Carpenter, Cyrus Clay (24 November 1829–29 May 1898), politician and farmer, was born in Harford, Susquehanna County, Pennsylvania, the son of Asahel Carpenter, a farmer, and Amanda Thayer. Orphaned during his early teens and raised by relatives, Carpenter attended public school in Harford. Between 1848 and 1851 he alternated teaching jobs with attendance at Harford Academy. During these early years he developed the temperance and antislavery views that he held during his adult years....

Article

Carr, Elias (25 February 1839–22 July 1900), North Carolina governor, Farmers' Alliance leader, and planter, North Carolina governor, Farmers’ Alliance leader, and planter, was born at “Bracebridge,” the family plantation near Old Sparta, Edgecombe County, North Carolina, the son of Jonas Johnston Carr and Elizabeth Jane Hilliard, planters. Within four years both parents died, and with his sister Mary and brother William, Carr moved to Warren County to live with his mother’s sister, Temperance, and her husband, John Buxton Williams. Carr’s first education was at a school established by Williams. Later Carr attended the Bingham School in Orange County, spent two years at the University of North Carolina, and took courses at the University of Virginia, but he did not get a college degree. In 1857 he returned to Bracebridge, and in 1859 he married Eleanor Kearny; they had six children. In September 1861, after the Civil War had started, Carr enlisted as a private in Company G, Forty-first Regiment, North Carolina Troops, known as the Scotland Neck Mounted Riflemen. In June 1862 he left the army to supply the Confederacy with farm products....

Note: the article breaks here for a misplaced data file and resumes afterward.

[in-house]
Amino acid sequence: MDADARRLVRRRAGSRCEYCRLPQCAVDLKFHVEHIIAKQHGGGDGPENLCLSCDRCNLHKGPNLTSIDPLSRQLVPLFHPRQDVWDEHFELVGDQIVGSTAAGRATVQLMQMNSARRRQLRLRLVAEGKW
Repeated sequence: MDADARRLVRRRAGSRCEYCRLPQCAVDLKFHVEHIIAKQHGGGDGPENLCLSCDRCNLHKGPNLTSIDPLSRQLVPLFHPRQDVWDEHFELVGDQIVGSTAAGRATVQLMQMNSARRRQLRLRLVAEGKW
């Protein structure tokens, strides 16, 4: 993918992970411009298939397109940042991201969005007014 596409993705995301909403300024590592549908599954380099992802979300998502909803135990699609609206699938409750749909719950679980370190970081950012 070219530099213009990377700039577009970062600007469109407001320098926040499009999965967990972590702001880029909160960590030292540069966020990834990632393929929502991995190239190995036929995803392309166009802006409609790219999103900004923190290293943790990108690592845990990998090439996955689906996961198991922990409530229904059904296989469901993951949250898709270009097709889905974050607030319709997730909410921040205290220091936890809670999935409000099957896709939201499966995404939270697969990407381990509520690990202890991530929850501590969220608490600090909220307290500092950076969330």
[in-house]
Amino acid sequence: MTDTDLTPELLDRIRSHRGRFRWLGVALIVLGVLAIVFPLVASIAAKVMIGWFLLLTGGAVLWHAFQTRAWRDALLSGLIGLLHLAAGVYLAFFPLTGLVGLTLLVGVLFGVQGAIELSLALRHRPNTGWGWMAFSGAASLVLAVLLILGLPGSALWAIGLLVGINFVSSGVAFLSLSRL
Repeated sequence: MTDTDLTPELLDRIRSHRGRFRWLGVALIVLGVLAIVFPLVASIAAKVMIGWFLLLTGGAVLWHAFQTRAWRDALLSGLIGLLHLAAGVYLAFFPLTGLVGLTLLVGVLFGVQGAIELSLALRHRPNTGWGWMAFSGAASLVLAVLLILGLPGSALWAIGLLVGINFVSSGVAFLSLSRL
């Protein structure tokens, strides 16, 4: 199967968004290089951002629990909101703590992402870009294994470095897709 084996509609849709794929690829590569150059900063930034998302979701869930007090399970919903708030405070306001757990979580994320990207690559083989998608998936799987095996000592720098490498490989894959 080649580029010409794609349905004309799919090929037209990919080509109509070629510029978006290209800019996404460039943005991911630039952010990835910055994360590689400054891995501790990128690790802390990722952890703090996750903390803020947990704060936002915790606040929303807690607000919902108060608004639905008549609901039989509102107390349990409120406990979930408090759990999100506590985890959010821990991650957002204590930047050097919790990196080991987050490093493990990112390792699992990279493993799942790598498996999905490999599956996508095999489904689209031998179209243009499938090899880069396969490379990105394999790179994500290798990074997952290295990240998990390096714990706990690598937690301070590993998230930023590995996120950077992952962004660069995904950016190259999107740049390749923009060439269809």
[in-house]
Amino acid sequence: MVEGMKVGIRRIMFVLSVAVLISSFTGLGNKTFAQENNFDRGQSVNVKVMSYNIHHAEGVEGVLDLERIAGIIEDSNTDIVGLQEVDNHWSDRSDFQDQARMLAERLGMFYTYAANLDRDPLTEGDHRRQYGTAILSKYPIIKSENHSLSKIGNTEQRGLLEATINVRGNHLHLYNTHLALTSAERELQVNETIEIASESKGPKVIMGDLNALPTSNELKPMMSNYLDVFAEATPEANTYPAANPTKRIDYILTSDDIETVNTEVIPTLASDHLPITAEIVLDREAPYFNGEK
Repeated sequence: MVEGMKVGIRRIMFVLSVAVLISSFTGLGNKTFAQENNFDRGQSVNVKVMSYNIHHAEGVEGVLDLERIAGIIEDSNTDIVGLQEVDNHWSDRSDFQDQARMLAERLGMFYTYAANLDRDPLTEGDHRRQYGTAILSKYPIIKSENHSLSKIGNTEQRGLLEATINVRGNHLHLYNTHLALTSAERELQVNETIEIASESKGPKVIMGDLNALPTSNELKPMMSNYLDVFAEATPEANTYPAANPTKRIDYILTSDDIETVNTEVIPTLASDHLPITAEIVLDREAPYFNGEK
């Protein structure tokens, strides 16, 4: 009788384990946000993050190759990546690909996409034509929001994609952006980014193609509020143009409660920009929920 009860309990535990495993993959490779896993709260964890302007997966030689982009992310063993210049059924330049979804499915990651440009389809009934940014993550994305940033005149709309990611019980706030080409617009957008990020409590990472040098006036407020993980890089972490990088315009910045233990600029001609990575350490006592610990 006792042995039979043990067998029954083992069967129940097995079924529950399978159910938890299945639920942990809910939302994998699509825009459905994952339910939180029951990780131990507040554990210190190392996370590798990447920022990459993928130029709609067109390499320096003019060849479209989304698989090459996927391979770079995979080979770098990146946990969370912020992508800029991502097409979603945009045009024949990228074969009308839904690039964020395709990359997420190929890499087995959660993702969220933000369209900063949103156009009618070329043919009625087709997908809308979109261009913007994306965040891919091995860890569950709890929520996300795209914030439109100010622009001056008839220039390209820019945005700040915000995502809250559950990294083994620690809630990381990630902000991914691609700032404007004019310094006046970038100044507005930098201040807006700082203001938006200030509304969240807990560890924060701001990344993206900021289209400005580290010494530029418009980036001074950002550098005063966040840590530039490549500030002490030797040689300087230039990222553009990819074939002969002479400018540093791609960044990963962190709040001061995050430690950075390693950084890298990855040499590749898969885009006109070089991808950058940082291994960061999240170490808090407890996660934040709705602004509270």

Article

Furnas, Robert Wilkinson (05 May 1824–01 June 1905), governor and agriculturist, was born near Troy, Ohio, the son of William Furnas and Martha Jenkins, farmers. Orphaned at the age of eight, Robert lived with his paternal grandfather until he was twelve and then went to work in a general store in Troy. At fourteen he began an apprenticeship with a Troy tinsmith, followed by four years as a printer’s apprentice in Covington, Kentucky. During his childhood, Robert attended school only irregularly, accumulating no more than twelve months of formal schooling....

Article

Lloyd, Edward (22 July 1779–02 June 1834), politician and farmer, was born in Maryland, the son of Edward Lloyd, a Maryland official and planter, and Elizabeth Tayloe. Lloyd received his education primarily from private tutors but also from exposure to his father’s political activities and plantation management. Upon his father’s death in 1796, Lloyd, as the only son, inherited all of his father’s land, principally over 11,000 acres in Talbot County, and more than two hundred slaves. In 1797 he married Sally Scott Murray; they had three sons and four daughters....

Article

Lowden, Frank Orren (26 January 1861–20 March 1943), businessman, governor of Illinois, and agriculturist, was born near the village of Sunrise City, Minnesota, the son of Lorenzo Orren Lowden and Nancy Elizabeth Bregg, and grew up in central Iowa. His father, a restless and independent man, worked as blacksmith and farmer, then studied law while in his forties; he was also somewhat of a rebel and political activist, involved in the Grange and the Democratic and Greenback parties. Lowden studied at rural schools, became a teacher at the age of fourteen, and in 1881 entered the University of Iowa, where he graduated as valedictorian in 1885. He then moved to Chicago, where he studied law at the Union College of Law, graduating in 1887, and landed a position at a major law firm. In 1896 he married Florence Pullman, daughter of the extremely wealthy and powerful industrialist ...